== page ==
Posts Tagged ‘Hierarchy’

Calling Sin by its Real Ugly Name

Thursday, August 16th, 2018

As reparation for my sins, and to help me be a better protector of children, I have been reading the Grand Jury Report from Pennsylvania. The Report documents the history of clerical sexual abuse in six of the Pennsylvania dioceses (excluding Philadelphia and Johnstown-Altoona, which have been the subject of other reports). It is truly horrifying reading, enough to make your blood boil with rage at the men who did these wicked evil demonic things and the foolish incompetent men who failed to properly respond to them.

The most horrifying thing about the report is not just the cold, clinical way in which these awful sins are described by the Report. That’s somewhat understandable, because it’s an official document and they should strive for a tone of objectivity. Rather, it’s the cold, clinical, impersonal way that the internal Church documents discuss the offenses and how diocesan officials were reacting and handling them.

The Report singles one statement that is really beyond belief, but it is sadly not untypical:

In another case, a priest raped a girl, got her pregnant, and arranged an abortion. The bishop expressed his feelings in a letter: “This is a very difficult time in your life, and I realize how upset you are. I too share your grief.” But the letter was not for the girl. It was addressed to the rapist. (6)

That kind of indifference to the victims and solicitude for the offenders is all too typical of the internal Church documents cited in the Report. It is incomprehensible to me that those diocesan officials did not die of shame when they read Matthew 18:6 (“whoever causes one of these little ones who believe in me to sin, it would be better for him to have a great millstone fastened round his neck and to be drowned in the depth of the sea”) and 19:14 (“Jesus said, “Let the children come to me, and do not hinder them; for to such belongs the kingdom of heaven”).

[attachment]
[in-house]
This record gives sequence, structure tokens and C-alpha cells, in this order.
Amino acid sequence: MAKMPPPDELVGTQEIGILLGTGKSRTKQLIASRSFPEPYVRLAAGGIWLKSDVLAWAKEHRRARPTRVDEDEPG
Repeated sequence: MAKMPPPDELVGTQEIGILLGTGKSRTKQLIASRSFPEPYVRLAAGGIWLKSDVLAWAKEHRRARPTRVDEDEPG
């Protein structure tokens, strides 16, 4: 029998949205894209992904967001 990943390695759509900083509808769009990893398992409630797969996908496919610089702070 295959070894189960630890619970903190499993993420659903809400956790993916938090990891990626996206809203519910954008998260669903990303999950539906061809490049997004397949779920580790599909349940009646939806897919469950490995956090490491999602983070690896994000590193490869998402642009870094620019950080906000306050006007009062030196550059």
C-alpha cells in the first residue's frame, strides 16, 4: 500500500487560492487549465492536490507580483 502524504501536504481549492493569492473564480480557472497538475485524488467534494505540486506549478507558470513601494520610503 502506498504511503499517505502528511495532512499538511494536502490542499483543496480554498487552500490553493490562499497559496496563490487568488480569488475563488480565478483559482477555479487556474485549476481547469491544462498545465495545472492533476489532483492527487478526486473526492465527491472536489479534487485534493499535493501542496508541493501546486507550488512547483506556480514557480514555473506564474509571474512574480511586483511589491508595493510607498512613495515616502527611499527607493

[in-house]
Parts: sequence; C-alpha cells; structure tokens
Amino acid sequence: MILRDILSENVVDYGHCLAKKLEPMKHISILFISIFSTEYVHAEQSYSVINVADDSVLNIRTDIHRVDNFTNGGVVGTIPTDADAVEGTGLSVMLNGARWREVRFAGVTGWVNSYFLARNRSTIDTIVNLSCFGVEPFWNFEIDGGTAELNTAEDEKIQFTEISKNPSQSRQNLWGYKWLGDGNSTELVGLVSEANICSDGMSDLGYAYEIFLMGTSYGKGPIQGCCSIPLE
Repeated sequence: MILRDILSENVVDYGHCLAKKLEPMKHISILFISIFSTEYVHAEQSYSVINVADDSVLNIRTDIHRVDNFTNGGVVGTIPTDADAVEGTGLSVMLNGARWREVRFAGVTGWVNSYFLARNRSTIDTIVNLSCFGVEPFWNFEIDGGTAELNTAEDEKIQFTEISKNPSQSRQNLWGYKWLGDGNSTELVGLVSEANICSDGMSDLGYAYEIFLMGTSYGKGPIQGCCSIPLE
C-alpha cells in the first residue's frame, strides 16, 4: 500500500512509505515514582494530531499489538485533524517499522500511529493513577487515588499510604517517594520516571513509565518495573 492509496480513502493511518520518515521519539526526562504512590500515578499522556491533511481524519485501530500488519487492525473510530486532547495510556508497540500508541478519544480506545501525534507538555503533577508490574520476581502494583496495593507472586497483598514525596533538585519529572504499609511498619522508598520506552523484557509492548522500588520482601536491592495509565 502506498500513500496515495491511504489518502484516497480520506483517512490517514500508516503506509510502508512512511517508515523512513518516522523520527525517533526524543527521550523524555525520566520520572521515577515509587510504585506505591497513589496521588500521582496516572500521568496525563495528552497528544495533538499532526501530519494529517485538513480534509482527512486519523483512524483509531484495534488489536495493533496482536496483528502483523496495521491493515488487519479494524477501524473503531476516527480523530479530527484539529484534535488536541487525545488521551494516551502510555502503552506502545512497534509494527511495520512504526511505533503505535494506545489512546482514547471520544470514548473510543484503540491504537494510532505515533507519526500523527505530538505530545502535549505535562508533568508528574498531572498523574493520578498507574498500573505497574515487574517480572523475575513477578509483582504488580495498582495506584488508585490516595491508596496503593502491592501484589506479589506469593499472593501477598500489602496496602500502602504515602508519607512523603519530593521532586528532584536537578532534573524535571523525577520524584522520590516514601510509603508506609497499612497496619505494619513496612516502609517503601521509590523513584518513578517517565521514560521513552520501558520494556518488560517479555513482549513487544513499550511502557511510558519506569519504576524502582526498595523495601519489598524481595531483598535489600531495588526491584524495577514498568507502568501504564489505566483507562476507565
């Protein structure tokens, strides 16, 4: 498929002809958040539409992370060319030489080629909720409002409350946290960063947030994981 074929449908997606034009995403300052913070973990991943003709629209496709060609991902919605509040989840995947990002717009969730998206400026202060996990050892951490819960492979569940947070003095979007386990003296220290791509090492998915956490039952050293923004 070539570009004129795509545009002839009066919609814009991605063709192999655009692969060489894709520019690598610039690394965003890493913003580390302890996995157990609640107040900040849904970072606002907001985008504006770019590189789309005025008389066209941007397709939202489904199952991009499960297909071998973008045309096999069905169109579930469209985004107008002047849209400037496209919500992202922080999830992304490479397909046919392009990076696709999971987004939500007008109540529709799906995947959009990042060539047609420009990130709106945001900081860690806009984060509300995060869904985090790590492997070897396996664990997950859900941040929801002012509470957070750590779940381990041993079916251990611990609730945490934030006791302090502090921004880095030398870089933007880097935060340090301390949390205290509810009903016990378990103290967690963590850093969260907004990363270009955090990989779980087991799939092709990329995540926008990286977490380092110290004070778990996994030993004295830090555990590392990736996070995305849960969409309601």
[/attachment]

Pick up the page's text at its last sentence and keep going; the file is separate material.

One of the hallmarks of the culture of silence and cover-up was the systematic use of euphemisms to describe what was happening. Terms such as “inappropriate sexual relationship”, “boundary issues”, “this difficult time”, and priests being “reassigned” or “out on sick leave” were used to conceal the true nature of what was happening. Plain words like “crime”, “sin”, “rape”, “sodomy”, and “torture” were rarely if ever used.

We have to call sin by its real name. Yes, those names are ugly, but not as ugly as the sins they describe. Nothing is as ugly as that. The Catechism provides a full panoply of very blunt talk about sexual sin, such as:

  • “Rape is the forcible violation of the sexual intimacy of another person. It does injury to justice and charity. Rape deeply wounds the respect, freedom, and physical and moral integrity to which every person has a right. It causes grave damage that can mark the victim for life. It is always an intrinsically evil act. Graver still is the rape of children committed by parents (incest) or those responsible for the education of the children entrusted to them.” (CCC 2356)
  • “sexual abuse perpetrated by adults on children or adolescents entrusted to their care… is compounded by the scandalous harm done to the physical and moral integrity of the young, who will remain scarred by it all their lives; and the violation of responsibility for their upbringing.” (CCC 2389)
  • “Among the sins gravely contrary to chastity are masturbation, fornication, pornography, and homosexual practices.” (CCC 2396)
  • “intrinsically and gravely disordered action” (masturbation, CCC 2352)
  • “gravely contrary to the dignity of persons” (fornication, CCC 2353)
  • “grave scandal when there is corruption of the young” (fornication, CCC 2353)
  • “disordered desire for or inordinate enjoyment of sexual pleasure” (lust, CCC 2351)
  • “a grave offense” (pornography, CCC 2354)
  • “Basing itself on Sacred Scripture, which presents homosexual acts as acts of grave depravity, tradition has always declared that homosexual acts are intrinsically disordered. They are contrary to the natural law.” (CCC 2357)

You hear none of that plain language in the internal documents of the Church cited in the Report. Indeed, you get little sense that the gross immorality of the abusive behavior was even on the radar. Nor do you feel any degree of moral outrage at the evil behavior of the offenders, nor any effort to seriously discipline them. There is virtually no indication that any bishop ever seriously considered using the ample penal procedures of the Canon Law. All the priests were treated as if they had an illness to be treated quietly, not as if they had committed grevious sins for which they needed to repent and do reparation.

The only way that this horrendous scandal can be adequately dealt with requires first and foremost that we tell the truth. About the failures to respond to allegations appropriately. About the failures to bring law enforcement into the picture. About the failure to protect others from known offenders. And, to be fair, about the strides that we have taken in the last decade to improve things.

But more than anything else, we need to call sin by its real ugly name. And treat it with the revulsion it deserves.